THE embattled Khmer Journalists Association (KJA) faces a possible leadership impasse
after president Pin Samkhon this month won re-election by the merest of margins.
A bid to scrap the election result and hold a fresh ballot is being threatened, after
Samkhon beat rival candidate Tath Ly Hok by one vote to retain the presidency at
a KJA congress on Jan 5.
Tath Ly Hok - the KJA's first vice-president and deputy editor of the government-owned
Kampuchea newspaper - said he accepted the election result but some of his supporters
"For me, frankly, I tell you I have no problem because I agreed to the result...but
if my supporters are unhappy, there are other ways they can complain."
Hok said a new election was possible, under KJA internal rules, if one-third of the
association's central committee signed a petition calling for a new congress to be
If that happened, he said, "I think I can win."
Hok said that some of his friends had alleged "irregularities" in the Jan
5 election, but he did not believe there had been anything improper.
Meanwhile, Samkhon said he had heard some members were signing a petition but he
had not seen it.
He was not sure whether the petition supporters "want my head" but he said
they had expected Tath Ly Hok to win and "they are disappointed."
Samkhon acknowledged the closeness of the vote was a "message" to him.
He said he had his critics for being "too strict in my job. People don't understand
me when I do anything. Maybe I need to explain more to the people."
But Samkhon said he and Hok, who was re-elected first vice-president after losing
his bid for Samkhon's job, were friends who could work "maturely" together.
Samkhon won 16 votes, Hok got 15, and a third candidate got two votes at the Jan
5 congress. Five of the 38 newspaper, television or radio representatives deemed
eligible to vote were absent.
Allegations of election irregularities are believed to center on representatives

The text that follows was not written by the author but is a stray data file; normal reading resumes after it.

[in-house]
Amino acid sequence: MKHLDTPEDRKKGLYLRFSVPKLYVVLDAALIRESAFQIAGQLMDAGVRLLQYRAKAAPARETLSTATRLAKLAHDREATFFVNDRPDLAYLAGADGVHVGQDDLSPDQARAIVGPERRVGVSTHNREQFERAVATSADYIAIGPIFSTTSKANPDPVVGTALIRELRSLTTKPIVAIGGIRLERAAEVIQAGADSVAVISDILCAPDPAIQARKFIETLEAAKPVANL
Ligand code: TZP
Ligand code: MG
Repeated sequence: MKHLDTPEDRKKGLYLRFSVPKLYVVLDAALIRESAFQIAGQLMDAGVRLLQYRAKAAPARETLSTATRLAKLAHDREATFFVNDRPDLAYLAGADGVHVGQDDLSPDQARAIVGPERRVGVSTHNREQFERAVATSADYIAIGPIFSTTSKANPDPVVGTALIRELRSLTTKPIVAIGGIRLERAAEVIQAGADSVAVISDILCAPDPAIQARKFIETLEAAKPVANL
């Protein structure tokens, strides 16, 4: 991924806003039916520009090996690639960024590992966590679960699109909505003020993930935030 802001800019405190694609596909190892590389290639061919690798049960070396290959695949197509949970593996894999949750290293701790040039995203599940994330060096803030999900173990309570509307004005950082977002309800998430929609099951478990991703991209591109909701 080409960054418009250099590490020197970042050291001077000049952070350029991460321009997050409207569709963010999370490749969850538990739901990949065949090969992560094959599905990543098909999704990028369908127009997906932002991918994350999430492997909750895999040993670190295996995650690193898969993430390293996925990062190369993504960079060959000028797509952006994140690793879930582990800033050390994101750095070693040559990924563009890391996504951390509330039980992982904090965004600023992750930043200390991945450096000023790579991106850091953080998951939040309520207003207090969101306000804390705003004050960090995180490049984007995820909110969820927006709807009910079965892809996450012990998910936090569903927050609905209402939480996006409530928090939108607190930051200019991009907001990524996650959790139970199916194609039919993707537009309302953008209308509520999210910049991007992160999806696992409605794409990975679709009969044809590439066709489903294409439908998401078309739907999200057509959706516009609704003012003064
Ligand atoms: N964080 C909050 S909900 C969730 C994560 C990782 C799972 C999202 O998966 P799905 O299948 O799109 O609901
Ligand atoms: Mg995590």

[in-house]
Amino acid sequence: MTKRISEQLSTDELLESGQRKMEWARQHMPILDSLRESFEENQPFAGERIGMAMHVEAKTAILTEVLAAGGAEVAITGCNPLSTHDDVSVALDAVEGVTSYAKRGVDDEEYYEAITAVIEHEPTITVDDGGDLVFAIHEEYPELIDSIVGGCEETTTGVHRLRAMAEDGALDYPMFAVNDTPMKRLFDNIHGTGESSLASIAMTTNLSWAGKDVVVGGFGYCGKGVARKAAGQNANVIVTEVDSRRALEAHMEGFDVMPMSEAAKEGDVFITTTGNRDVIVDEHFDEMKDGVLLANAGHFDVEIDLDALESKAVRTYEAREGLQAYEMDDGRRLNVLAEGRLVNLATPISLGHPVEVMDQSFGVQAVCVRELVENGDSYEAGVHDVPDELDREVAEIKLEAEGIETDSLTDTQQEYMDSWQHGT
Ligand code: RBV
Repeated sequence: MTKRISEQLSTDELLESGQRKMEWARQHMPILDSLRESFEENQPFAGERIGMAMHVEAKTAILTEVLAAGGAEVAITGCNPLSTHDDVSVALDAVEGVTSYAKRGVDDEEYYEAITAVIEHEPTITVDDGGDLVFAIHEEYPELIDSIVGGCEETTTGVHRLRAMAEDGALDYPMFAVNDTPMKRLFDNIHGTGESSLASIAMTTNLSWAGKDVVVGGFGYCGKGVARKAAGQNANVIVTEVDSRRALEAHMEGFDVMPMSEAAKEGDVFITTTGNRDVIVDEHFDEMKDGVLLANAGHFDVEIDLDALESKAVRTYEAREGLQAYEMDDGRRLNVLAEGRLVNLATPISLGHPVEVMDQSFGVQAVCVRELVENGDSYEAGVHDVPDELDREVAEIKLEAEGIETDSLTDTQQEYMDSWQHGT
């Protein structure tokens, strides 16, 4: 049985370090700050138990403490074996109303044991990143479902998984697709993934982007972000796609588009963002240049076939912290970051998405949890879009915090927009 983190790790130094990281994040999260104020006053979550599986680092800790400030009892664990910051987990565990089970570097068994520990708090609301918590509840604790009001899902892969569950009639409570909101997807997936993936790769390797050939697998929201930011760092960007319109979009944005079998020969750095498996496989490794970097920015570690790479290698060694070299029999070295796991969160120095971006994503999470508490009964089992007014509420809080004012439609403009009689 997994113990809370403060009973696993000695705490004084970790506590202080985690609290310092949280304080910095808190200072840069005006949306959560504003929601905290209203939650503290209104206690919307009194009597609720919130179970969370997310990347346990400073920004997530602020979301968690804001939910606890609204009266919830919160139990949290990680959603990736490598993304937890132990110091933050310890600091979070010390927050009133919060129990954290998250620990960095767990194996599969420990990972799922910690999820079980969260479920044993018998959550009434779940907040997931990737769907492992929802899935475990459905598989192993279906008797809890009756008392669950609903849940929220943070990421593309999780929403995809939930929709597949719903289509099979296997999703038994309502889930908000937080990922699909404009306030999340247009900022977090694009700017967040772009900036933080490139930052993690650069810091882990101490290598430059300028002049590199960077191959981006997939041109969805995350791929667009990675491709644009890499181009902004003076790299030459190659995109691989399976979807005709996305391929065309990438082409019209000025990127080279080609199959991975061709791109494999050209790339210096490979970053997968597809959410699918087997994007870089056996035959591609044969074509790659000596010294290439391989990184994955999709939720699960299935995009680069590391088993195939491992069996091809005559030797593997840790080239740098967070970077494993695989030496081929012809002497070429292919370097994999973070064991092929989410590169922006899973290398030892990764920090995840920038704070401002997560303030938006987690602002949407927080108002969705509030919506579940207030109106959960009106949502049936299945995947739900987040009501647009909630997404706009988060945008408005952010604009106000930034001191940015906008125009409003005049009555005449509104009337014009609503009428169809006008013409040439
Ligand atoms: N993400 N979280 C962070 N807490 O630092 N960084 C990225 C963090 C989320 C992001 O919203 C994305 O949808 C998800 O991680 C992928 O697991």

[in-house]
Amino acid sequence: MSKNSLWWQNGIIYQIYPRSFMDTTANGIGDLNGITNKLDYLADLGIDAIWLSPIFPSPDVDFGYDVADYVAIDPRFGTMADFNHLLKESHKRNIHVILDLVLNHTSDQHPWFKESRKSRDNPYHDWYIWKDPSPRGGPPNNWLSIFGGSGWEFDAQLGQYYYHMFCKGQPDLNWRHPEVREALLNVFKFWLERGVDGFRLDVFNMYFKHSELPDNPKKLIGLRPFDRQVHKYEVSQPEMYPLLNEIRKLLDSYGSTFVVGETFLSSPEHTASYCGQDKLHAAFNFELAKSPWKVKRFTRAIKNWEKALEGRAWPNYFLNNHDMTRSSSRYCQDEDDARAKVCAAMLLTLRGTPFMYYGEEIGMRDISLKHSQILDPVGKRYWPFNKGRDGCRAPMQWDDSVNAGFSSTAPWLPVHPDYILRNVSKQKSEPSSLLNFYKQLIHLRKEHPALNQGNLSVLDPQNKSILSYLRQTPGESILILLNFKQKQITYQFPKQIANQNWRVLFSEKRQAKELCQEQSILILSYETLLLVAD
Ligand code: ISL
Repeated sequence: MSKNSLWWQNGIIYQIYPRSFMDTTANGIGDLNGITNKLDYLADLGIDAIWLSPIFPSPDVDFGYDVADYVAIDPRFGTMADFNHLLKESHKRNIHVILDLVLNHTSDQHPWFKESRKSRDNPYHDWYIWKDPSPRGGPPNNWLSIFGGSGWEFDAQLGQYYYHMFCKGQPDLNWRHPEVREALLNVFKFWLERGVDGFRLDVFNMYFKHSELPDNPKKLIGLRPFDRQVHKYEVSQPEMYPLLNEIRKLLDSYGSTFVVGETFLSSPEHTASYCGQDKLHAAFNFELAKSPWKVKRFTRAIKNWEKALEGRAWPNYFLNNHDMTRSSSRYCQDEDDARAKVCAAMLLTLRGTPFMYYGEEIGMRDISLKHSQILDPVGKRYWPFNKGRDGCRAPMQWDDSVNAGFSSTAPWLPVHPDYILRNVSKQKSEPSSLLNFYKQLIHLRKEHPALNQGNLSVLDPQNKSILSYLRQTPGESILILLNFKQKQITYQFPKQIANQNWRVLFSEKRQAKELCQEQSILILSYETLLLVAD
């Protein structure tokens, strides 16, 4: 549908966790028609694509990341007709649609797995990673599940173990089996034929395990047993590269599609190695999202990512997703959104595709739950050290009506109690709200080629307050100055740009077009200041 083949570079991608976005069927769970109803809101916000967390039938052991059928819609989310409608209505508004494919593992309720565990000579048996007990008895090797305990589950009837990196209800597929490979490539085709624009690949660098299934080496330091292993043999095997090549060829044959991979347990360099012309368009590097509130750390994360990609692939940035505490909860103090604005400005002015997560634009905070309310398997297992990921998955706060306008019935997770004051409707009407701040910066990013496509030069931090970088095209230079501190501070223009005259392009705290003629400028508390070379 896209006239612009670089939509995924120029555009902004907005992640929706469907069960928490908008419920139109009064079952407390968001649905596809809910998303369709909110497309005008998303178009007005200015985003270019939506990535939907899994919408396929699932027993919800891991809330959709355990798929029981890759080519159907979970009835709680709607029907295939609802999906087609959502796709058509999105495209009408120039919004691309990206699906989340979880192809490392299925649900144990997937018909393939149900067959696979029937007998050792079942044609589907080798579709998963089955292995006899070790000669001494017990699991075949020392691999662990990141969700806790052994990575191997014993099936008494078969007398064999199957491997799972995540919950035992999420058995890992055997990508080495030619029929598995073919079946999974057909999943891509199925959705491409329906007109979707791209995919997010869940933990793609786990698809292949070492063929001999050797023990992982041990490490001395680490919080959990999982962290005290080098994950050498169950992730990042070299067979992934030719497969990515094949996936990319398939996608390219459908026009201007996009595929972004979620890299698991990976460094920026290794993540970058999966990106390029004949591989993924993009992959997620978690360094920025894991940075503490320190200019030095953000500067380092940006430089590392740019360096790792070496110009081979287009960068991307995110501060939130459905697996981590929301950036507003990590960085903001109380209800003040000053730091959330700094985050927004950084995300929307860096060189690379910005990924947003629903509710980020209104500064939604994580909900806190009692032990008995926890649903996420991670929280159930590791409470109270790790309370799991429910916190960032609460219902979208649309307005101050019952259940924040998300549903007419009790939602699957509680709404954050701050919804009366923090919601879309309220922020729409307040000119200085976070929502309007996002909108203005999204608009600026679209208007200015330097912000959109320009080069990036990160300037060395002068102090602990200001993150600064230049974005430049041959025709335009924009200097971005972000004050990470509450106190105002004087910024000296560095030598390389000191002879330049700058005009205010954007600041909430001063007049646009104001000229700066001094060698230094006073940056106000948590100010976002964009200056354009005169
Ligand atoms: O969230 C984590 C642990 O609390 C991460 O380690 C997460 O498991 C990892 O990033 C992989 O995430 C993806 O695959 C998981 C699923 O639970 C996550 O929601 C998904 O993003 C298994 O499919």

of newspapers which are no longer published - including the Vietnamese-language Tudo,
ordered closed by the government - being allowed to vote.
But both Samkhon and Hok agreed that the election rules allowed all newspapers which
paid their membership fees to vote, even if they were not publishing.
Among those believed to be most unhappy with the election result are Kea Say, who
stood to become vice-president if Hok had won, and dumped KJA secretary-general So
Samkhon - under KJA rule changes made last month making the secretary-general an
appointed, not elected, position - has replaced Naro with the former deputy secretary-general
Naro thrust himself and the KJA into controversy in November with his Angkor Thmei
newspaper article believed to have contributed to Prince Norodom Sirivudh's arrest
Samkhon's treatment of Naro over the article, which both have acknowledged was unethical,
is said to have contributed to dissatisfaction among Naro's friends in the KJA.
But Hok said the Naro affair was only one of several reasons why "many newspapers
are unhappy at Pin Samkhon."
He said Samkhon was accused of using the KJA's headquarters and its equipment to
produce his own newspaper Khmer Ekareach (Khmer Independent), and of engaging in
Hok said some people believed that Samkhon was effectively the secretary-general
of the Democratic Party led by In Tam and that he would stand in the next general
"I myself have seen Mr In Tam come to the headquarters of the KJA to visit him
[Samkhon]. I want Mr Pin Samkhon to think about his actions."
Saying that he expected Samkhon to resign before he began any politicking, Hok added
that "I have no [political] ambitions like that."
Samkhon replied that any newspaper was free to use the KJA's equipment and premises,
and pay for materials they used.
On his political ambitions, Samkhon said he had worked for the Democratic Party in
the past but was now just an ordinary party member.
He said he would "absolutely" resign from the KJA if he ever became an
office-holder in a political party.
"I don't know what will happen next month, or in the next few months...but today
I run a free press [association]."
Meanwhile, Samkhon's re-election has attracted fierce criticism in several newspapers
aligned to the rival League of Cambodian Journalists (LCJ).
A KJA meeting was called this week to discuss preparing an official response to allegations
of election rigging published in newspapers such as the generally pro-government
The KJA has been under considerable pressure, losing half its member organizations
since the LCJ was formed in June in what many observers saw as a politically-motivated
bid to destroy the KJA.